Top Ten Legends of SA Rugby
Rugby fans often debate about the greatest legends of SA rugby. With rugby fever currently running high, the debate will once again rage around the braai. If you're unable to attend any upcoming matches, you can still catch all the action on your TV and mobile devices (and with the right personal insurance cover on these items, you can continue to stay on top of every game). Meanwhile, grab a beer and some biltong and indulge in our list of ten rugby icons:
Francois Pienaar is known as the man who transformed local rugby into a professional sport. He started his career with the Transvaal Province rugby team where he led them to Super 10, Currie Cup, and Lion Cup victories. After joining the Springboks in 1993 as captain and flanker, he gained international recognition when the Boks won the 1995 Rugby World Cup under his leadership. Former president Nelson Mandela presented him with the Web Ellis trophy – a moment that made history, united a post-Apartheid South Africa and still inspires millions of us.
Joost van der Westhuizen
As scrum-half for the Blue Bulls, Joost van der Westhuizen played in the 1998 Tri-Nations, and the 1998 and 2002 domestic Currie Cup tournaments. He also represented the national team in the 1995, 1999 and 2003 World Cups, and is considered as the driving force behind our 1995 World Cup conquest. Despite being over 1.7 meters tall, he could move swiftly on the field, spot and penetrate the weak spots in rivals' defences during the 111 matches he played for South Africa. At the time of his retirement, he held the test try record with 89 caps, and a score of 38 tries.
Naas Botha kicked off his rugby career as a member of the Northern Transvaal team at the age of 19. He soon advanced to captain after the team won the Currie Cup six times, mostly owing to his excellent footwork. He was chosen as fly-half for the Springboks in 1980 and played his first two test matches against South America in 1980. Botha proved to have extraordinary left and right kicking skills, as well as incredible speed and distribution abilities as seen in the IRB Centenary match against England in 1986.
Os du Randt
Os du Randt had a successful 14 year career playing for local teams such as the Cheetahs, Blue Bulls and Cats. He retired from rugby as the most-capped prop in the history of the Springboks with a total of 80 tests. His honours also include the second-best loose head of all time by Rugby World magazine in 1999, and the only Springbok who owns two Rugby World Cup winners’ medals, ranking him as one of the greatest in South African rugby history.
When Chester Williams played winger for the Springboks, he was the only non-white team member. This inspired many black and coloured rugby players in disadvantaged areas, especially after the Springboks won the World Cup in 1995. His strong-and-silent demeanour combined with his lofty field work quickly made him a fan favourite. Williams's contribution to eradicate the racial barrier in South Africa through our 1995 World Cup win was later recognised in the film Invictus. Williams took up coaching the Springbok Sevens team after his retirement.
Many people remember him as the hero of our 2007 Rugby World Cup win, but Bryan Habana's talent as winger goes further than that. Apart from Currie Cup and Super Rugby victories and several South African Rugby Union and International Rugby Board awards; Habana became the first South African rugby player to achieve 50 test tries, as well as the fourth Springbok to reach 100 test caps.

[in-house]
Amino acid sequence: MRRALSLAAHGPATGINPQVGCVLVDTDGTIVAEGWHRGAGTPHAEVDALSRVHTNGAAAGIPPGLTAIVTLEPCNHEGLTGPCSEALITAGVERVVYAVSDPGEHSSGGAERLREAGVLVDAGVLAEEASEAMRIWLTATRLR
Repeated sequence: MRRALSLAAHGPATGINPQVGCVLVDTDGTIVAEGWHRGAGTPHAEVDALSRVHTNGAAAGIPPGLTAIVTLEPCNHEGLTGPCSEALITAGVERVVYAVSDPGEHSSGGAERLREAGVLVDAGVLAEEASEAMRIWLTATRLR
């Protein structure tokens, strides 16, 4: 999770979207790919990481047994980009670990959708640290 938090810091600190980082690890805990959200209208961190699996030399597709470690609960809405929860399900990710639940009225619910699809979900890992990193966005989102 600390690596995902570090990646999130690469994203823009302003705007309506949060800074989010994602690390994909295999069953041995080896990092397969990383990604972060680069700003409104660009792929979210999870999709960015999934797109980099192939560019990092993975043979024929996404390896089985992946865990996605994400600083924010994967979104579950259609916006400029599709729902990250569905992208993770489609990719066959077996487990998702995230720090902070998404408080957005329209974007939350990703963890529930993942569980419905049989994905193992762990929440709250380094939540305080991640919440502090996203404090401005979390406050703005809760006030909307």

Frik du Preez
Frik du Preez was named "Rugby Player of the 20th Century" by South African rugby experts and fans. His techniques on the field were matchless in local rugby at the time. He continuously showed strength, rapid speed, ball-handling skills, as well as incredible kick and drop-kick abilities in every game he played. Du Preez had a remarkable career as lock for the Northern Transvaal and Springboks in the 1960s and 1970s, with a record of 38 caps for South Africa by the time he retired.
Morné du Plessis
Morné du Plessis is noted as one of the most efficient captains the Springboks had. The national team won 13 out of 15 matches during his captaincy from 1975 to 1980. Du Plessis also managed the Springbok team that triumphed at the 1995 Rugby World Cup. His excellence both on and off the field earned him a nomination as South Africa's Rugby Player of the Year in 1976, 1977, 1979 and 1980, an induction into the International Rugby Hall of Fame and membership of the World Sports Academy.
Despite former South African prop Ollie le Roux recently criticising Victor Matfield for "playing like an old man," the latter still deserves a spot in the top ten. The Springbok Rugby Hall of Fame lists Matfield as the South African player with the longest career, which gives him veteran status. He is still considered as one of the best locks in the world and made a significant contribution to South Africa since his first international appearance against Italy on June 2001.
Kitch Christie was an instant success when he took up coaching the Springboks in 1994. After beating Argentina, Scotland, and Wales during their 1994 tour, the Boks took home the World Cup trophy a year later under his coaching. Christie ensured that the national team remained undefeated throughout his period as coach. Between 1994 and 1996 he trained and instructed the Bokke for 14 matches, winning them all in a row.
TheSouthafrican.com, 5seasons.co.za, tvnz.co.nz, independent.co.uk, jacarandafm.com, rugby-talk.com, ruggaworld.com, albertonrecord.co.za, telegraph.co.uk, thenational.ae